Peron--it was disclosed that Nas Nasser
ser Nasser was playing footsie with the
Commies and had made a barter
deal to swap Egyptian cotton for
First U.S. government reaction
was to get scared of Communist
penetration in Africa. 'Then some
body woke up to the fact that the
Egyptian economy was in no con condition
dition condition to finance its 900-million-dollar,
local currency share of As Aswan
wan Aswan dam costs. t
It was decided to get tough with
So last December's U.S." offer of
an outright grant of 56 million
dollars to heL Egypt finance the
Aswan dam was withdrawn, as
was Britain's offer of financial
aid. ': v
Actually, the U.S. money would
not have gone to Egypt, but to
U.S. suppliers of materials and
machinery. It was the same kind.. kind..-of
of kind..-of a deal as the U.S. offer of loans
to the Argentine to pay off Amer American
ican American creditors.
But Nasser had one more trick -up
his sleeve. He announced sei seizure
zure seizure of the Suez Canal and its
Question Is it better to try
forcing Nasser into a corner now
than to help the desperately poverty-stricken
Egyptian people and
then let them handle him,, later?
Whatever the long-range an an-swer,
swer, an-swer, what has happened explains
why so many congressmen were -so
insistent that Aswan dam cred credits
its credits to Egypt and military aid to
Tio of Yugoslavia be ended.
HITTING THE HA-Gus EhrraanV MG sports car" slips into hay Vales oif the"first Ian of
, 8 race at Marlboro, Md. The protective wall of hay, plus a seat belt and safety helmet saved'
--JfgAtoA-jgJuy. He came out of this flip with only a scraped elbow.. .
Jr CAN FILL YOVRmEDS!
A iiojj una o w we UKU
to call picking on a cripple, but
since the cripple is me, 1 aim to
pick on him a little. I am sick
and tired of bring run into by
maniacs with unconcealed weap weaponsnamely,
onsnamely, weaponsnamely, automobiles, -:
Under the Sullivan Act. they can
throw you in the sneezer for car carrying
rying carrying concealed weapons which
might range from a gun to a cake
of soap, especially if the cake of
. soap is concealed in a sock for
One guy recently reaped one to
two years in the cooler for pack packing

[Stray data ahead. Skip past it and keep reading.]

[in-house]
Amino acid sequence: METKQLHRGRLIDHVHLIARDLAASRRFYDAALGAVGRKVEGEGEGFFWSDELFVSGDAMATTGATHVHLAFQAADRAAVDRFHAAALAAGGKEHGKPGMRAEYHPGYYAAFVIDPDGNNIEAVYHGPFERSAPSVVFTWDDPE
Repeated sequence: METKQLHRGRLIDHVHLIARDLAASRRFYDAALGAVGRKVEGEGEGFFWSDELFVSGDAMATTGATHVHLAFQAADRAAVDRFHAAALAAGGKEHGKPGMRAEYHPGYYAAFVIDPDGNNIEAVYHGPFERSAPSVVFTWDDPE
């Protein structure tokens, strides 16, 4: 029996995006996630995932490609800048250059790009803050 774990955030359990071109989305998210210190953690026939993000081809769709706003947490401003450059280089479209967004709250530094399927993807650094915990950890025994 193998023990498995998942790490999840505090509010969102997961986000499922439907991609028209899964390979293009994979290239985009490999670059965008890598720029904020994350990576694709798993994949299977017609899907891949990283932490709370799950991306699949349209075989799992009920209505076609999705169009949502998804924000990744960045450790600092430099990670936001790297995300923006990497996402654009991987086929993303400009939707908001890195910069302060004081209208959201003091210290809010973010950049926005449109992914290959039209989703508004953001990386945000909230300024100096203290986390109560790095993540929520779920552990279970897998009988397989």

ing packing one of life's necessities, a can
opener. A roll of quarters is a
concealed weapon, if you want to
piay u mat way, and sous a nail
. file. ; .uA.;
I take the view that anybody
who wants to chop himself off in
the bloom of youth ought to use a
.. gun, and not an auto, especially
if he intends to take me with him.
I have a distinct distaste for
dying with people I have not met
socially and possible wouldn't like
if I did meet them short of heaven
which is where people certainly
go if they get themselves scragged
in a wreck initiated by some jerk
vith a full tank of octane and a
Some recent statistics out of Con Connecticut
necticut Connecticut show that while the na nation's
tion's nation's death-toll by auto is risine.
Connecticut's morgue business is
dropping, due to an aversion Gov
ernor Abraham Ribicoff seems to
share with me.
He doesn't want to sing bass In
xne leathered choir with some
bum he wouldn't ask into his
home. Hence, Connecticut has
been 1 slapping automatic suspen
sions of driving licenses on speed speeders.
ers. speeders. Governor Ribicoff ; reckons
that undue speed is the villain on
the Dottom of the pile-up.
There "art some who say that
the too-slow driver is the real vil villain,
lain, villain, but : he is dangerous only
: when the speedster uses him eata eata-lytically.
lytically. eata-lytically. The careening truck is
menace, but only when a six six-tonner
tonner six-tonner gets delusions of being
a jet-plane jockey and meets a
fast car with the same aberration.
, What this madness for extreme
peed is founded on. I will hot be
able to tell you. A car was never
supposed to be a weapon. It is a
VriMMUNITY PROJECT-rOver-population met surplus food
Sto. cH to produce" a .W:
T"1..'-.i.ii ruihiiahu-- owned
Ifound herself the mother of four puppies at the same time the
porter's caV "iWty-Kitty-Kelly.T was bringing a litter of
UireTklttens Into the world. The hungry quartet Pwvedtoo
'much for Chichi, so Pretty-Kitty-KeUy took over the job of
nursing all seven newcomers. -Since the initial shock. Chichi
recovered somewhat, regained her interest in the puppies,'
, -?lLv. tk. -haritabi. cat in the feedins schedult. The
R'two VnotheVi and" "Bambino,"
been friends for many years, actoiauia
Mrs. Porter gathers the clan for a-group pictura, as the com community
munity community seven" satisfy their appeUtes.
method of conveyance, like bicy
cles, skis and feet. Turning public
highways into private race racecourses
courses racecourses should be illegal, because
the taxes you pay for roads do
not make them available to mur murderif
derif murderif not planned, admitted mur murderous
derous murderous intent, , i
You don't reap much in the way